Chyann
Jun 09, 2020 rated it really liked it  ·  review of another edition
Shelves: pedagogy, justice-lit
If you serve, teach, raise, make policy for, are related to, live next to, go to school with, or know Black and Brown children in any capacity, you need to read this book. Required reading for all.
Mileena Cannella
Every educator, whether you teach BIPOC students or not, needs to read this book. I'd actually recommend owning it so you can reread it every time you need to check your privilege or lend it to someone who seriously needs to.

One of the criticisms of a book with "Abolitionist Teaching and the Pursuit of Educational Freedom" in its title is that Love doesn't necessarily offer real teaching/pedagogical practices for educators. I'd argue otherwise. You'll quickly discover in this book that abolition
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Monise
I finally finished. My copy has lots of underlined sentences and paragraphs. Reading this book has helped me understand one of the more pressing explanations behind the 'slump' I feel right now: I'm not working or have enough contact with Black teachers who are ready or willing to be abolitionist teachers.

It's too risky. Their (perceived) place in the hierarchy is at stake. They aren't ready to not be included or praised.

I need to be surrounded and motivated by abolitionist teachers. This book l
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Lynn
Sep 16, 2019 rated it it was amazing
Excellent essay in the injustices put upon African Americans in the past and currently. Very direct and to the point. Bettina L. Love comes from Rochester NY where I’m from so I identified with what she said about Rochester. Once a thriving city in many ways, it has become a city with a huge concentration of poverty. Heartbreakingly so. Important book.
Carolyn
Nov 08, 2020 rated it it was amazing
After saying this morning that I wanted to get back to this book this week (I started it in August, set it down halfway through since I wasn’t finished by the Bookclub date, and then basically lost it on my coffee table 🤦🏻‍♀️🤦🏻‍♀️🤷🏻‍♀️🤷🏻‍♀️), I wound up finishing it tonight, while listening to George Winston and having 90s college flashbacks.
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This book is fantastic. Certainly a must-read for teachers. At least I have a clear vision of what / who I want to be for my students even if I’m still ge
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Faith Rush
So much to process and apply from this book. I imagine I will reread it in the future, as I’m sure I will get more and more out of it every time I read it.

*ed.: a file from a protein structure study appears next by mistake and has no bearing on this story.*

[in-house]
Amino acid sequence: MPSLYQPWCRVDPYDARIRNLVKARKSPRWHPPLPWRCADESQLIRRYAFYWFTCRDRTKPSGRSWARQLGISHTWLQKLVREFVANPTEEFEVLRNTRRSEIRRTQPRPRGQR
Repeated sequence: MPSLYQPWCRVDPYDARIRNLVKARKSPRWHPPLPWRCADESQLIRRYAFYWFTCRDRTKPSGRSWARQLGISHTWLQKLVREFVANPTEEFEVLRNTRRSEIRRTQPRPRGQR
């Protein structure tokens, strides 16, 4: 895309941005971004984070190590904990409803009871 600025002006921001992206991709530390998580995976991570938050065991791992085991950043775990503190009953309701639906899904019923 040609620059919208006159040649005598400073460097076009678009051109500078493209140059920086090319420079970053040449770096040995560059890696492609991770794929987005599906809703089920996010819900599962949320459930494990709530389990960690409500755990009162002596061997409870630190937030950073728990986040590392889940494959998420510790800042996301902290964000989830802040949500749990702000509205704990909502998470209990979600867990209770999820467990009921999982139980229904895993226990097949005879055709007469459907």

Gabriella
Jul 23, 2020 rated it it was amazing
As everyone has stated in their reviews, every educator should read this book. I especially like the idea of being a co-conspirator versus being an ally. Almost every page had an idea that I had to stop and reflect on. This book challenges and encourages. I will continue to reference for many years to come. Also, H2P!
Maitland Gray
Jun 17, 2020 rated it liked it
I felt dissatisfied when I finished this book until I came to the realization that this book is best for educators. When I started it, I was hoping to learn what the author thinks needs to happen in order to transform education. But that's a different kind of book. This book's emphasis is on recognizing the influence of racism (mostly focusing on education). It's more of a primer book to awaken the ideas that motivate you to pursue these topics further. I'd definitely like to continue learning m ...more
Alicia
Love is from Rochester, New York and uses a lot of the statistics and educational angles in the context of the Rochester system which is in my home state and as an educator, with a friend in Rochester, and working in Albany that is frequently discussed with other "big city" urban schools such as Rochester this had special significance.

If you read professional texts, most of the information she presents as foundation for continuing ed for teachers and/or education for new teachers is not too but
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Stacy
Every educator (but particularly white educators) should read this book. It's revolutionary and easily one of the best books for educators that I have in a long time. I kept pausing to highlight and re-reread passages. Dr. Bettina Love voices and synthesizes so many issues in teaching that I haven't been able to articulate myself. It felt like an exhale when I finally saw the words on the page. As a non-Black POC/educator, I found this to be an incredible resource and one that I want every educa ...more
Frances Starn
Oct 05, 2020 rated it liked it